Food and Behaviour - expert research workshop

Held under the aegis of the McCarrison Society and FAB Research.
An extract from a more detailed report by the editor of the McCarrison Society Journal, David Marsh.

Dr Joseph Hibbeln, chief of the Outpatient Clinic at the National Institute on Alcohol Abuse and Alcoholism in Maryland, USA, detailed the work he has done on the Avon Longtitudial Study of Parents and Children (ALSPAC) survey findings in relation to the consumption of seafood by pregnant mothers.
From 1991, the ALSPAC team, under Jean Golding, has followed some 8,000 children, recording, amongst much other data, omega 3 fatty acid consumption, particularly DHA from fish.

Methyl mercury in fish

The early 1990s saw the outbreak of bovine spongiform encephalitis (BSE) and foot and mouth disease followed by ominous warnings about the degree of pollution in fish.
Fish, we were led to believe, were dangerously laden with methyl mercury, PCBs and other horrors. Warnings were flashed across the media: pregnant mums could not eat more than two portions of fish a week without risking foetal damage. The then Ministry of Agriculture, Fisheries and Food repeated the advice which had come, initially from the US Federal Drugs Administration.

It is likely that those women who heeded the advice may have suspected, as a result, that there was something bad about fish, so they may well not have eaten any at all.

The findings

In February this year Dr Hibbeln published his analysis of maternal
diet compared with the children’s learning and behavioural characteristics at the age of eight. (1) The results were extraordinary.
The study makes it clear that those mothers who followed government advice and consumed two portions of fish a week or less had children whose test scores were low and who suffered from problems with verbal IQ, fine motor skills and social development. Mothers who ignored the advice and ate ‘normal’ amounts of fish had children who scored highly and had a significantly lower incidence of developmental problems.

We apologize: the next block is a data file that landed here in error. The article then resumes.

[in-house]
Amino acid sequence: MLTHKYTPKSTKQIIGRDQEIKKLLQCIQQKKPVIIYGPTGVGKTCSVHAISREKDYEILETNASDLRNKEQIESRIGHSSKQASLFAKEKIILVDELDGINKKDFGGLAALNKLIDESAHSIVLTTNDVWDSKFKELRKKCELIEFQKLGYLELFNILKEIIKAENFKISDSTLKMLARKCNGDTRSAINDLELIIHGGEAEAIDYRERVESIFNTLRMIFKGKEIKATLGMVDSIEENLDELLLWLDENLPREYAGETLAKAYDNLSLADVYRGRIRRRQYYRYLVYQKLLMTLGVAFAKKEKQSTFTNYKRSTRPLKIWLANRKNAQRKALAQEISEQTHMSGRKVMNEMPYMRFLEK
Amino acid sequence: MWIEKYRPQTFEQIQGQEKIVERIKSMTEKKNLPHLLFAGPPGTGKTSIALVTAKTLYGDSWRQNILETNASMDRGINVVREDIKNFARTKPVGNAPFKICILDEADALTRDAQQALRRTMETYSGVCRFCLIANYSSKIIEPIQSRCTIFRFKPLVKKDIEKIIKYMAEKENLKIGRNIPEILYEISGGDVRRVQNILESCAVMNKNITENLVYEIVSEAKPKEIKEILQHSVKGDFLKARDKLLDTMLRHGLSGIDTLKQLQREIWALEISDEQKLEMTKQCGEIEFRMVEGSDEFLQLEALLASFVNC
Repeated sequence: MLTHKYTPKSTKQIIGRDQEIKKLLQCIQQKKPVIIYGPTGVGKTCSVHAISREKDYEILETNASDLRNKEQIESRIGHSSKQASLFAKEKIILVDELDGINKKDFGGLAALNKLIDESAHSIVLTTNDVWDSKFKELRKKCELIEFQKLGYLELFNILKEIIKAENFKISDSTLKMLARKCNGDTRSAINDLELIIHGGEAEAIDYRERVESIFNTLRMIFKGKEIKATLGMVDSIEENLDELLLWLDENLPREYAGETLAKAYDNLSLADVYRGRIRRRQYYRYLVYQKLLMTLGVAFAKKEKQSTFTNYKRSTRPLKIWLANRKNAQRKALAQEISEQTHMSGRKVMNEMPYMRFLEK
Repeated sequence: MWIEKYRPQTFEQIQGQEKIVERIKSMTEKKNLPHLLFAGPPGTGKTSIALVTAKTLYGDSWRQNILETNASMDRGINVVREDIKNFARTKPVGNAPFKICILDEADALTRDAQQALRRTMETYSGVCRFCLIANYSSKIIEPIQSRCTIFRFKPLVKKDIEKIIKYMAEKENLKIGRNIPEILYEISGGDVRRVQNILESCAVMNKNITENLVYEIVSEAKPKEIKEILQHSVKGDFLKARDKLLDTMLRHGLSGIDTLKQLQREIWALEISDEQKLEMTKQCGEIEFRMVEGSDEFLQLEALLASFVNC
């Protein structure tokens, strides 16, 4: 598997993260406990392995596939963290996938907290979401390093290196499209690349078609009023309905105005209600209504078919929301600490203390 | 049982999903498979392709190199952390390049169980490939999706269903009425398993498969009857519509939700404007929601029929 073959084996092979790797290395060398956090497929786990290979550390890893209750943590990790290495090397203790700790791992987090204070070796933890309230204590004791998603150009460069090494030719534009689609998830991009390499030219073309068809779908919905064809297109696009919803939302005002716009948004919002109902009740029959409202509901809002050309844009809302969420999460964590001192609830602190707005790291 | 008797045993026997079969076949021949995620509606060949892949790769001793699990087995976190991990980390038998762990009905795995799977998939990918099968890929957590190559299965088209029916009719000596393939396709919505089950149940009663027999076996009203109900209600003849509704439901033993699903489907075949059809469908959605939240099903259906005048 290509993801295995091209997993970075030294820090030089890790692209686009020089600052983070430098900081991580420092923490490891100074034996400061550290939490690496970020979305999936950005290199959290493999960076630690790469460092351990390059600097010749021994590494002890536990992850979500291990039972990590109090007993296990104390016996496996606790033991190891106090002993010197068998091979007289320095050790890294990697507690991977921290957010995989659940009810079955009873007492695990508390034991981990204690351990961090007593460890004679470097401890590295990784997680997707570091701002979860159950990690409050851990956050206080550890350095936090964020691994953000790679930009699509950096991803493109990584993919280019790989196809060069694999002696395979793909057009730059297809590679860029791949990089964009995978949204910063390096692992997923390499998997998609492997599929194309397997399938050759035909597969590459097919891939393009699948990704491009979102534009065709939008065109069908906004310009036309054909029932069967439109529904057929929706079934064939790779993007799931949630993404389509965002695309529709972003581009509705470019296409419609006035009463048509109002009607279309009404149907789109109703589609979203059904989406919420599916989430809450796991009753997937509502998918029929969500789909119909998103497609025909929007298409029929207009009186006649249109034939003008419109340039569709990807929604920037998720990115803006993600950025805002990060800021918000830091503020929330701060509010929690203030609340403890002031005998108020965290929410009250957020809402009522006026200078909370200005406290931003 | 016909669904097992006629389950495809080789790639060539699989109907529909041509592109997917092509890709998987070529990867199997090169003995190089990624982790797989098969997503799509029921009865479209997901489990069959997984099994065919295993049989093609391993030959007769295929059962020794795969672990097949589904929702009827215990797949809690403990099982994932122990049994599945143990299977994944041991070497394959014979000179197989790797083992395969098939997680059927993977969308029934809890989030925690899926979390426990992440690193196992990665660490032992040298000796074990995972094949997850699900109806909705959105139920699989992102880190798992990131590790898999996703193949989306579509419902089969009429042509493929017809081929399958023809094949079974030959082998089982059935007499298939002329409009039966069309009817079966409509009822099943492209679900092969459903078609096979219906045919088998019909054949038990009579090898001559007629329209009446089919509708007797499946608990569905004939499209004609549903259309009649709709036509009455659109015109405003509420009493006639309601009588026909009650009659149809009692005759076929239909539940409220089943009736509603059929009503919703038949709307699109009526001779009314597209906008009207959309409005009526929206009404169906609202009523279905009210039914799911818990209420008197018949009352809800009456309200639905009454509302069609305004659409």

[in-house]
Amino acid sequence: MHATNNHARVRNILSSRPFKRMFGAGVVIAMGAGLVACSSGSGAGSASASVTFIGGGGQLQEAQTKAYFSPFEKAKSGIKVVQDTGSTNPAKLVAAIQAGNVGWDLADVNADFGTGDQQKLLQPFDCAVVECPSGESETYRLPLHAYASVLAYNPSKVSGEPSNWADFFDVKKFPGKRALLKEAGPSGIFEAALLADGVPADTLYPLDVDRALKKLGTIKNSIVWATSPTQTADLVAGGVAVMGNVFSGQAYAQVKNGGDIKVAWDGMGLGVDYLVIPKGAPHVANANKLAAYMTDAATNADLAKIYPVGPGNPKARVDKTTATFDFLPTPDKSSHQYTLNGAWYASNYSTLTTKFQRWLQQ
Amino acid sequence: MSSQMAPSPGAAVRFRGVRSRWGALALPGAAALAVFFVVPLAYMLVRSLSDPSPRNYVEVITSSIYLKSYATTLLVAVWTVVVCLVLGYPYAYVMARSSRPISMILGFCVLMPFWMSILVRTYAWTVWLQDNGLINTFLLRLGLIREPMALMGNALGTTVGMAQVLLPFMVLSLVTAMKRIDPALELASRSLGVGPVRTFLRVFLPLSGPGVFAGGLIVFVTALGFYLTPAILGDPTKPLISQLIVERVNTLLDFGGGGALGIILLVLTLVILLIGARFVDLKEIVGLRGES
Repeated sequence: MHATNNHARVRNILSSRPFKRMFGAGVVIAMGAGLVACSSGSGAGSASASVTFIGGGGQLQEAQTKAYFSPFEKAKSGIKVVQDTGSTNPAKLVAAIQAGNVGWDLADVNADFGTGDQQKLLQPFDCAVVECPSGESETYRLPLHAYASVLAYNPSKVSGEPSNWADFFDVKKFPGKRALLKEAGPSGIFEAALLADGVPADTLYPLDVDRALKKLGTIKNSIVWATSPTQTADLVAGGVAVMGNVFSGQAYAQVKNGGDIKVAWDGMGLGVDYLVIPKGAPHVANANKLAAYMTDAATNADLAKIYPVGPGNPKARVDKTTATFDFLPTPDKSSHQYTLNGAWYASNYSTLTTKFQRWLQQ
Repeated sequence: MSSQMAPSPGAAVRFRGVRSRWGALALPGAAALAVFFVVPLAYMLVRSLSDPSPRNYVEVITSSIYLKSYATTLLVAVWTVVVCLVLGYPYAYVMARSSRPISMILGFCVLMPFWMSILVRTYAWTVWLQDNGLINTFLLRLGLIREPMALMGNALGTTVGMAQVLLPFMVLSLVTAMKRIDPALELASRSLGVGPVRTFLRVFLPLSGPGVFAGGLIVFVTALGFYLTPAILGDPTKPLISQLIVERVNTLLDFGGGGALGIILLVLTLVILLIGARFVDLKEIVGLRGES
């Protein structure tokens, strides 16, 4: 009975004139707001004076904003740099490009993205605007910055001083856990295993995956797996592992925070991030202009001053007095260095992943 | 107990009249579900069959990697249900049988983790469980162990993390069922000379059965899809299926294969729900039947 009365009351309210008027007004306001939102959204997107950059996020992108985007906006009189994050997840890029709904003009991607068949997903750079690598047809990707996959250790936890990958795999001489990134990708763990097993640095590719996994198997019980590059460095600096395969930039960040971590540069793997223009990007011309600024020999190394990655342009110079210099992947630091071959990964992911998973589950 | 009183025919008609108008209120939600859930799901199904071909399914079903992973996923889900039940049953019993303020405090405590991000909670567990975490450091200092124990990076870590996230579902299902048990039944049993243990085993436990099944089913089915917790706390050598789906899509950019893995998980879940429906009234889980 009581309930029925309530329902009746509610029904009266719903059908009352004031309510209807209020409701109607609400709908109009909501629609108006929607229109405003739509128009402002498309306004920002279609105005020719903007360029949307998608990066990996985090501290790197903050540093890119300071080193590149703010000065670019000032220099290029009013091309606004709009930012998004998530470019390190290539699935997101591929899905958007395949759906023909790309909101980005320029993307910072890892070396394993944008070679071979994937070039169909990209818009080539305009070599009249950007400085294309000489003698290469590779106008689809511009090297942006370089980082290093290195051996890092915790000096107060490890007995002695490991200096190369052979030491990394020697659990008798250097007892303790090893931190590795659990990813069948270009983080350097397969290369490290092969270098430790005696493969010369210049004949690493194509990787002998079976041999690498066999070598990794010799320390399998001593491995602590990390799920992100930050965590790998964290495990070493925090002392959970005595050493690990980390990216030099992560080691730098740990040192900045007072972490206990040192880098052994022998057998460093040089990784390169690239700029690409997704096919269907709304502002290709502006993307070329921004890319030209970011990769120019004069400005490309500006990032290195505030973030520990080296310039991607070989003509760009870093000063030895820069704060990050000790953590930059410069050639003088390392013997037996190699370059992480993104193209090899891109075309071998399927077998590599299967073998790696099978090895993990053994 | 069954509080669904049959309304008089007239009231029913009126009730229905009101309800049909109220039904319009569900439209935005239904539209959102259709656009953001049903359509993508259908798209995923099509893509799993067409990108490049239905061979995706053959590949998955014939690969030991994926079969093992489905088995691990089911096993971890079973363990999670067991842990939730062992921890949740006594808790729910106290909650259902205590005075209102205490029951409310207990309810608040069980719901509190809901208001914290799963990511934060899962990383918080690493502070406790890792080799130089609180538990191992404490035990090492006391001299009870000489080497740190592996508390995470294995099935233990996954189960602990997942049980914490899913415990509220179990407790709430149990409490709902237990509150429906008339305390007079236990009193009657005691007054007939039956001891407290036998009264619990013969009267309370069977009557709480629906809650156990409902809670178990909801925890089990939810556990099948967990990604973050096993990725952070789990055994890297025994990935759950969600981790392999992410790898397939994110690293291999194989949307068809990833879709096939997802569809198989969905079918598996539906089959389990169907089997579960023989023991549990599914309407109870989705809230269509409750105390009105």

The advice had been based on the assumption that increased intakes of fish would lead to increased intakes of methyl mercury. Yet there was no attempt to balance the increase in methyl mercury with benefit. Moreover, the evidence of harm had come from the use of mercury as a fungicide for seeds - not from its consumption in fish.

Other studies

There is some evidence of mild harm from people in the Faroes eating pilot whale. This animal has high levels of methyl mercury but little selenium. Selenium protects against mercury toxicity because it binds with mercury, thus making it unavailable.

A similar study in the Seychelles where people eat a lot of fish (not including pilot whales) did not confirm such damage; nor does the long-term experience of the Japanese who eat fish and seafood almost every day and often more than once a day.

According to the World Health Organisation the Japanese and Icelanders are the two nations with best birth weights and longevities.
Moreover, forgotten in the equation was the marine fixation of carbon dioxide through phytoplankton and algae. The oceans cover more than two- thirds of the earth’s surface and remain the richest source of food on the planet.

Fish eating advice

The real answer is for regional governments and the UN to arrest the pollution of the oceans by cleaning the coast, rivers and estuaries where the marine chain should take off in earnest. Sadly it no longer does because of the pollution.
For those who remain concerned about possible mercury pollution the solution is simple: eat the small fish (whitebait, sild, sardine, herring, mackerel, shrimp, prawn - even seaweeds) at the lower end of the food chain. They not only contain the highly prized EPA and DHA, but also a wide spectrum of minerals and trace elements necessary for the enzymatic reactions that convert the parent EFAs to their long chain derivatives.